Mimi Ezust wrote:
>I blame it on the absence of music instruction in the public school.
>When school-children do not learn how to read music, play musical
>instruments, play in ensembles, they remain ignorant of the beauties
>and pleasures of classical music.
>Unfortunately, in the USA music is not the only subject falling by the
>wayside. If we continue along this discouraging road, soon there will
>be no science articles, no technical columns, and nothing left in print
>or on television that makes our children want to do anything that requires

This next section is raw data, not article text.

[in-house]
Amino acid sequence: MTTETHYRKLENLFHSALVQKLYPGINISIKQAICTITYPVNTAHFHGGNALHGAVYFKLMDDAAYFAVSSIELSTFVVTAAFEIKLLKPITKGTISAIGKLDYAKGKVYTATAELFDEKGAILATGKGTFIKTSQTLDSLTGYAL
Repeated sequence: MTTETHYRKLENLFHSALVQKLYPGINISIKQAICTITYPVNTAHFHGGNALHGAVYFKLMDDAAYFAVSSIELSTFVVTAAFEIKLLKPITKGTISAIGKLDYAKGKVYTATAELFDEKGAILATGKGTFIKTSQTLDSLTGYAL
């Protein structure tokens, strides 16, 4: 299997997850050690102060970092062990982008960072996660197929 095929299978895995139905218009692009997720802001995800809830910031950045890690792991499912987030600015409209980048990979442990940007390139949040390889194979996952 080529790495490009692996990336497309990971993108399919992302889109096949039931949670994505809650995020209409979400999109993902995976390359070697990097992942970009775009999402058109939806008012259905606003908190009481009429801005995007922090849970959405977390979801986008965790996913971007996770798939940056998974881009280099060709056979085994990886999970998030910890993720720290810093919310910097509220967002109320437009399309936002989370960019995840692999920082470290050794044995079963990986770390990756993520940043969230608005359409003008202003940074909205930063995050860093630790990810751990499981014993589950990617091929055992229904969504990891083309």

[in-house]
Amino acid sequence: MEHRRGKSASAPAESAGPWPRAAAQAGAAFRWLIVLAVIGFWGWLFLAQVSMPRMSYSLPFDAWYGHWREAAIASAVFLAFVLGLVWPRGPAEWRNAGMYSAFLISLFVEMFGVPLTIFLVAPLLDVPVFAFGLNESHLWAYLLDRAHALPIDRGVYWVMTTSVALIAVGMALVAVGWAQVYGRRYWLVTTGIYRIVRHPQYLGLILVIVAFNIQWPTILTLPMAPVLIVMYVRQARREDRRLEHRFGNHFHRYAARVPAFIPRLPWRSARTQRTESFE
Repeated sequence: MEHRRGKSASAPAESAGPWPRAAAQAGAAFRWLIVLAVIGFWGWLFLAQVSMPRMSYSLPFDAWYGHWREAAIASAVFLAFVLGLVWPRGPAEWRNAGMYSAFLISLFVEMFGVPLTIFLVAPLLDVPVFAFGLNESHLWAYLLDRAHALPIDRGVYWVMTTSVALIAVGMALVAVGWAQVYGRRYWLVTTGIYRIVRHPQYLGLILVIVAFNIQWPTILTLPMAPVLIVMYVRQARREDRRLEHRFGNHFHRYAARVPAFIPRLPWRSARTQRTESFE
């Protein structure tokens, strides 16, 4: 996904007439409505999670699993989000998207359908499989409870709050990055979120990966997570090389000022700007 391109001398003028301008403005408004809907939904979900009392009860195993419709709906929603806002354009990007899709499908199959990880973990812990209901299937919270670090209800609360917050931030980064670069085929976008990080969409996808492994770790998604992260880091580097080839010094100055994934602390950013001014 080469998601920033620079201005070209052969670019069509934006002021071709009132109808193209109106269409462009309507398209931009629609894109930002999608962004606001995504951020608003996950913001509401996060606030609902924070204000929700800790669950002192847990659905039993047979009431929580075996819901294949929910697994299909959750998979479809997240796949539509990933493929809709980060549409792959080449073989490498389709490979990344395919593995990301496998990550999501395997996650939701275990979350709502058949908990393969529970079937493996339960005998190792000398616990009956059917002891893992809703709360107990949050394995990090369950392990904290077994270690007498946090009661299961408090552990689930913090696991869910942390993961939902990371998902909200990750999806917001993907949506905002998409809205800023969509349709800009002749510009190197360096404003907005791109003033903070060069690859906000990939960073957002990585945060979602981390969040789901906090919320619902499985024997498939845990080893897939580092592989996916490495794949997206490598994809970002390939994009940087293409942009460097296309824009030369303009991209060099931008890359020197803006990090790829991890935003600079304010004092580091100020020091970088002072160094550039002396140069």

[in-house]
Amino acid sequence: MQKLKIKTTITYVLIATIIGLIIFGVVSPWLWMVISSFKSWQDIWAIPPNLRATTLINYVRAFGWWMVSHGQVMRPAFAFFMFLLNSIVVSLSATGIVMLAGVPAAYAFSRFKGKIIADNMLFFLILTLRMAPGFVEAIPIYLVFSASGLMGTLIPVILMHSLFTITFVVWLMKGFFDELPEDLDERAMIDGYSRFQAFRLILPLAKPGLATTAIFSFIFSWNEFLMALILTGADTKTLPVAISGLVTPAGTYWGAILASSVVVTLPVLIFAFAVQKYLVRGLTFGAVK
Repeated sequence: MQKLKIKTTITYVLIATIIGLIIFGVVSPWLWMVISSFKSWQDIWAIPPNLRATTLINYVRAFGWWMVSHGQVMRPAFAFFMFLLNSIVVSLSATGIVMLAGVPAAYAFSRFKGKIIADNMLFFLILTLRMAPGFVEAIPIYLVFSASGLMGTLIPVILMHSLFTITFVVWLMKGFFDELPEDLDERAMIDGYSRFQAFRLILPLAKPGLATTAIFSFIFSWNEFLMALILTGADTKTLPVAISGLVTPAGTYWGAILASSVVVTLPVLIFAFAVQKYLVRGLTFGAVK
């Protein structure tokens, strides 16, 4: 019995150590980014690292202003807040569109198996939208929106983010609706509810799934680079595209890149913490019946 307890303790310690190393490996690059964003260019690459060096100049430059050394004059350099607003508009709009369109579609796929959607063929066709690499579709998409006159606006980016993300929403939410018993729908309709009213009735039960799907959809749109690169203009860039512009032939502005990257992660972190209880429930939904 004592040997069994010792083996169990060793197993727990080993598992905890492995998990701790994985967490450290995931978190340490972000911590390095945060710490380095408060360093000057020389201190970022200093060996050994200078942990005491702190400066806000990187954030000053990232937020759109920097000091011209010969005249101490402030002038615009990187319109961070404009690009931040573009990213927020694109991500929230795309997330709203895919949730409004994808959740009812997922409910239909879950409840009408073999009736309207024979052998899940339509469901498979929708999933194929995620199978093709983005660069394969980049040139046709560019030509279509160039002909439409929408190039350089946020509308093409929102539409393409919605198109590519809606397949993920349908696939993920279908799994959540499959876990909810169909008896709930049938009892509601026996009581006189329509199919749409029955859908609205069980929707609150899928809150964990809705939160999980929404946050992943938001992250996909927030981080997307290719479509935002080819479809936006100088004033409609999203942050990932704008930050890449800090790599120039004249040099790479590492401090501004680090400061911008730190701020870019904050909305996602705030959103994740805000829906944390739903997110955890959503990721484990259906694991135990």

My flip response used to be to attribute the decline in the educational
system to the introduction of "show and tell."
For me, the question is, why isn't music (and writing, etc.) part of the
public school education...I guess because it isn't seen to be important?
If not, who says it isn't important and why do they say that?
Is it because they haven't experience music and didn't find it important
in their lives? Sometimes I think the "problem" with music, is that it
is difficult to quantify within the context of the educational system.